The term "fake news" began as a global appellation for telling lies during the 2016 presidential election in the United States. Donald Trump popularised it, but it has evolved into a malleable expression subjectively applied to muddy the waters of public discourse - calling into question the very notion of truth.
The term itself is a construct for another; it existed before the internet and search engines, and it was called "tabloid" or "yellow journalism". Those weekly, mainly women's magazines at supermarket checkouts abdicated any journalistic responsibility and essentially abused their public duty, with the full support of the mainstream media. For its part, the mainstream media did not call this out because fake headlines and stories about celebrities and the infamous were considered fair game, and these publications were no competition to their news production.
Technology changed that. But the vertiginous decline of the industry cannot be blamed on technology alone, nor Google, Facebook or Twitter individually. The media itself needs to take responsibility for taking its eyes off the ball.
Today, the bigger our population gets, the smaller the pool of journalists and commentators. Once upon a time, the reporting of a journalist and the views of a commentator belonged to one masthead or a broadcaster. Nowadays a select few talking heads are in print, on TV, on the radio and on whatever other media they can plaster themselves across, collecting multiple salaries along the way. The echo chambers have leapt from the virtual into the mainstream realm. We already know what is said, we already know the views - why would we want to read it, hear it, and watch it again and again? No wonder the public is switching off - and no wonder many are turning to the internet, fake news and all, for greater diversity.
The dominance of a select commentariat during major developing events, such as the Black Lives Matter demonstrations, highlights a deep self-belief among some in the industry that leads them to never contemplate giving a platform to journalists of colour, young people, or women or non-binary people. Instead, the discussion remains within intellectual boundaries and realms of experience. Media organisations have decided that their greatest competitor is social media, and for over a decade followed a strategy of competing for and giving platforms to a cliquish group of commentators that can be packaged as a brand. It's star power over substance, to the detriment of other voices.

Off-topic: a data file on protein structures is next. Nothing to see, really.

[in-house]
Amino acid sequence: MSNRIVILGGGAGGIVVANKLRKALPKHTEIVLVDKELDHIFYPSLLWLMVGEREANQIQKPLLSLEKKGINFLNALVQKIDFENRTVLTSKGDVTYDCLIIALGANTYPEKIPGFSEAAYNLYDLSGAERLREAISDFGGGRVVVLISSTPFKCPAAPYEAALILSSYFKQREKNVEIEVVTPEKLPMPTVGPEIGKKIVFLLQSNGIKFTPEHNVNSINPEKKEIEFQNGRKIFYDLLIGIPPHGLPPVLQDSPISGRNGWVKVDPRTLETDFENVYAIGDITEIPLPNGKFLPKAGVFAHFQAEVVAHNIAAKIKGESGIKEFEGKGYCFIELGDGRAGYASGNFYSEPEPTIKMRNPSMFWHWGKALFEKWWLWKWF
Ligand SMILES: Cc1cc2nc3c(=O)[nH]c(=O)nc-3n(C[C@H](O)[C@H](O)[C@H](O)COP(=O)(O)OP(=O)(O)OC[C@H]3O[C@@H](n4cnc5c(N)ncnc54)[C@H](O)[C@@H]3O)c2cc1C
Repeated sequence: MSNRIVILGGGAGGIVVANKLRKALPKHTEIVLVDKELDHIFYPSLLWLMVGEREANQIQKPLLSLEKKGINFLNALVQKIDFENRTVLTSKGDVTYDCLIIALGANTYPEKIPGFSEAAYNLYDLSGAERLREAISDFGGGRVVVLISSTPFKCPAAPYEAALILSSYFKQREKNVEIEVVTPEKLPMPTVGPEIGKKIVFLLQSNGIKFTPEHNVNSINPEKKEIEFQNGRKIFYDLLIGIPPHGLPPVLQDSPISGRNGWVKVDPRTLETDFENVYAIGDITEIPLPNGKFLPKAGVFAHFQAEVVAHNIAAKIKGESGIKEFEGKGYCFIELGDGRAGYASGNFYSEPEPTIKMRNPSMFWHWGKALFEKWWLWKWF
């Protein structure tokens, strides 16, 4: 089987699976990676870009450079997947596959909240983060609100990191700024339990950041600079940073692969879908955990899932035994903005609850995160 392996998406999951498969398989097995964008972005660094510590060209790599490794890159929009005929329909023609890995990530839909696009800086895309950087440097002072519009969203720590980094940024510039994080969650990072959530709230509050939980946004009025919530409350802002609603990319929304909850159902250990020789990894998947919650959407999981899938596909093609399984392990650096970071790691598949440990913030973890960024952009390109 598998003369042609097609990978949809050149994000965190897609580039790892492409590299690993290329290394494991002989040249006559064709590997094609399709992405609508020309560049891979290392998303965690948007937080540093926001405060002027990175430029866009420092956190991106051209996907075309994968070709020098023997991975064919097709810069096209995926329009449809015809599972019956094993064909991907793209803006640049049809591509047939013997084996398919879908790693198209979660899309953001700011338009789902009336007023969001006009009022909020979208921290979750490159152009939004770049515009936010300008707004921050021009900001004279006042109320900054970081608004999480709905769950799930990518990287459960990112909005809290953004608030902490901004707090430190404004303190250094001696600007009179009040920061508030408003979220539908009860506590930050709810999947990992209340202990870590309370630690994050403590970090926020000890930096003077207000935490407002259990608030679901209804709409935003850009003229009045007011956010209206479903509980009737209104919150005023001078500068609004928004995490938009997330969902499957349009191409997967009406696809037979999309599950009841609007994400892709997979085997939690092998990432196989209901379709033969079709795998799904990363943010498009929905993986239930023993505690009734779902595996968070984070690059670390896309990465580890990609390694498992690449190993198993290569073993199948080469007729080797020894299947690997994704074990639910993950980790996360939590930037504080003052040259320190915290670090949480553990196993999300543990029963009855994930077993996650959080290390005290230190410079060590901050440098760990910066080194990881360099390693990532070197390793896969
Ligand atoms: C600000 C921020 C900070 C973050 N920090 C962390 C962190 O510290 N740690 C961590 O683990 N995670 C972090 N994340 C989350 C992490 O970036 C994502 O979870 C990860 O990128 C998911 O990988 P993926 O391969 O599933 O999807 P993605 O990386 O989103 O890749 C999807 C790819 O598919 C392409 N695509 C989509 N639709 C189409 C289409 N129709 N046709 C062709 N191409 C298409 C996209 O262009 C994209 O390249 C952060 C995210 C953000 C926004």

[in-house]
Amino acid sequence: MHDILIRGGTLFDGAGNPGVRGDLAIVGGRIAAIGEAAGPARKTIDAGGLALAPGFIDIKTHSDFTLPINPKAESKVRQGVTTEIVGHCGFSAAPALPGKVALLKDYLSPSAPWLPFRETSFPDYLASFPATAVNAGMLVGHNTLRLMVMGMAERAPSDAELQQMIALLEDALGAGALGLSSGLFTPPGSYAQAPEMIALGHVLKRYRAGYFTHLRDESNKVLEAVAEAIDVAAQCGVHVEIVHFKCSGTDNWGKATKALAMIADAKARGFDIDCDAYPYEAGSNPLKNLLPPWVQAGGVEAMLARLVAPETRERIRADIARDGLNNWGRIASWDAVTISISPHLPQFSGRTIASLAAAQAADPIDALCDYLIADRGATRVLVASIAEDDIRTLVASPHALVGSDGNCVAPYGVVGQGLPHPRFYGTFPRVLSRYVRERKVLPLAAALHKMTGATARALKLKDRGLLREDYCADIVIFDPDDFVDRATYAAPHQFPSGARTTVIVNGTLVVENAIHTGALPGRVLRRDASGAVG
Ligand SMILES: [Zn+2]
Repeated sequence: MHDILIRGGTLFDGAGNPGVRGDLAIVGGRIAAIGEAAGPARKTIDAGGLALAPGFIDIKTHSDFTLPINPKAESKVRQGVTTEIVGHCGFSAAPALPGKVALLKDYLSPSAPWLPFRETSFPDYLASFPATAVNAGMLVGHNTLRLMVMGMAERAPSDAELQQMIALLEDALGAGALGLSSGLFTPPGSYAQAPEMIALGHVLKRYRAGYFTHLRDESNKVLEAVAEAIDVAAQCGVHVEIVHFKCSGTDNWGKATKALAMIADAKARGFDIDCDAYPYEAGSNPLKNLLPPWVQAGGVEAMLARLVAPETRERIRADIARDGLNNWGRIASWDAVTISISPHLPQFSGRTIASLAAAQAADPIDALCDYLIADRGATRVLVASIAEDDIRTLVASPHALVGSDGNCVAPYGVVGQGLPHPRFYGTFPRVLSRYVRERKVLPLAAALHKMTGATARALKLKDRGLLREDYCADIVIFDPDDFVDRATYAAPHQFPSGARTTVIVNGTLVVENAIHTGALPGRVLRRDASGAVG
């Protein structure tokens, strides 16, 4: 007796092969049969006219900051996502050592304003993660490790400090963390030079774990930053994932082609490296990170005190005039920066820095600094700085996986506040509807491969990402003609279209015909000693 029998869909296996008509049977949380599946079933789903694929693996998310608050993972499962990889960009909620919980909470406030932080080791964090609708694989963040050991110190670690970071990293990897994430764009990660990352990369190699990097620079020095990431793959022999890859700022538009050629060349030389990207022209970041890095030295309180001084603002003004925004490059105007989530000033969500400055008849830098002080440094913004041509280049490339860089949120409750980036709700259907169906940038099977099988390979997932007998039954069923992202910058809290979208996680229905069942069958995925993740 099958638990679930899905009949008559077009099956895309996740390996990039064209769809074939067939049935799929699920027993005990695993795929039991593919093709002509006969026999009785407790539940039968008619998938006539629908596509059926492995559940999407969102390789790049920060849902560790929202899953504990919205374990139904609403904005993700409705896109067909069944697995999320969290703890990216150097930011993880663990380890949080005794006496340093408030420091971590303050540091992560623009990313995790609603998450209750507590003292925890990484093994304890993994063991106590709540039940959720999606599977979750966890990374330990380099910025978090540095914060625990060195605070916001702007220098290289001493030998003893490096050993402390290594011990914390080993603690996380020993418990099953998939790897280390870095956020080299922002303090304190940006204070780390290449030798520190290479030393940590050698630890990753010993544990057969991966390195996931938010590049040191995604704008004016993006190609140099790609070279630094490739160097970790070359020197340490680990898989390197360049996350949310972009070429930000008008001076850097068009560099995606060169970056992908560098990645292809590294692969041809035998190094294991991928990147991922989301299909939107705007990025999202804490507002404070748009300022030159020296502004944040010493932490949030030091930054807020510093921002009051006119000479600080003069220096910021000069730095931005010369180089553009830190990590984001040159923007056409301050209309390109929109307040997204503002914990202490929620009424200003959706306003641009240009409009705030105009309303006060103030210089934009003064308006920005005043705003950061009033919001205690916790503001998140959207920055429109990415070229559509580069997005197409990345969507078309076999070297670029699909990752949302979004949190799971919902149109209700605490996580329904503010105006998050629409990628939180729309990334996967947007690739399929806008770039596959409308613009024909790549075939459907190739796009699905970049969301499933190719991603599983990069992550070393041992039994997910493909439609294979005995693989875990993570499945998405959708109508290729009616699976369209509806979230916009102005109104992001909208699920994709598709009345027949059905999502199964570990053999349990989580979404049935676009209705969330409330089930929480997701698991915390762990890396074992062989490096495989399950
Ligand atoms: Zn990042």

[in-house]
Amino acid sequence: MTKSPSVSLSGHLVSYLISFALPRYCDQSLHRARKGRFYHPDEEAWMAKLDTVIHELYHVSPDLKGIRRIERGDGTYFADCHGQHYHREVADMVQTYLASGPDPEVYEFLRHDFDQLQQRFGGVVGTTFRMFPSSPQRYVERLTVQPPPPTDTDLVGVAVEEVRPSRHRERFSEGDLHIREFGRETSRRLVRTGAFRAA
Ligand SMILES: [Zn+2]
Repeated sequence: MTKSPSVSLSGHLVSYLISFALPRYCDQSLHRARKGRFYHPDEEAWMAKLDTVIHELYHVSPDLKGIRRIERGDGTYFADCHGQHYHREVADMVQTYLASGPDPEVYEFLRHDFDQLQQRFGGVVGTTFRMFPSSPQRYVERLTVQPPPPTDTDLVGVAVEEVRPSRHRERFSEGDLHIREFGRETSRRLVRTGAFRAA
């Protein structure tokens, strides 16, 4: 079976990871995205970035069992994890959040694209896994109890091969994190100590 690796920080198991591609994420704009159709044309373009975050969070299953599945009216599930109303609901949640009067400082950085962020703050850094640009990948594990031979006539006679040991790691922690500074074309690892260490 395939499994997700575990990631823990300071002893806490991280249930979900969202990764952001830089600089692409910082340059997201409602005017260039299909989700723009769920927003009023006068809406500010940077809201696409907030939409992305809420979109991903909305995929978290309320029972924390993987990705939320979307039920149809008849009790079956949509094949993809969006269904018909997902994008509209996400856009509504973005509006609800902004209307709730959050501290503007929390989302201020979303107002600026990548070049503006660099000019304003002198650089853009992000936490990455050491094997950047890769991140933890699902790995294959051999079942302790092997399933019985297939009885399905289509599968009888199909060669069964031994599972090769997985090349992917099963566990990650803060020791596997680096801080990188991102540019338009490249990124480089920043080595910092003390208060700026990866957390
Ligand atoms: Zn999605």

The media (which includes the ABC and SBS) has failed to comprehend that as the population has grown substantially, so has the diversity of views. Many mindsets and beliefs no longer sit within the confines of the existing two camps in mainstream politics. The diversity of reporting and opinion has shrunk to a handful of players on both sides of the aisle, locked in a never-ending duel. It has become so pugilistic it has diminished sensible conversation and the art of persuasion that is so essential to democracy. It has meant politicians have forgotten about the very people they are meant to be serving.
Let's not kid ourselves; words of hate and incitement have been spoken, broadcast and shared for years along with fake news. It is systemic, and it will take a collective effort to change the rhetoric of "otherness" that has been wielded by those with bad intentions. C. S. Lewis once wrote: "Where we find difficulty we may always expect that a discovery awaits us." That difficulty and discovery is before us. We can choose to lift journalism to the highest form of work that it is or we can continue down the Twilight Zone.
- Neheda Barakat is a journalist and producer who has worked for the ABC, the Nine Network and Al Jazeera English.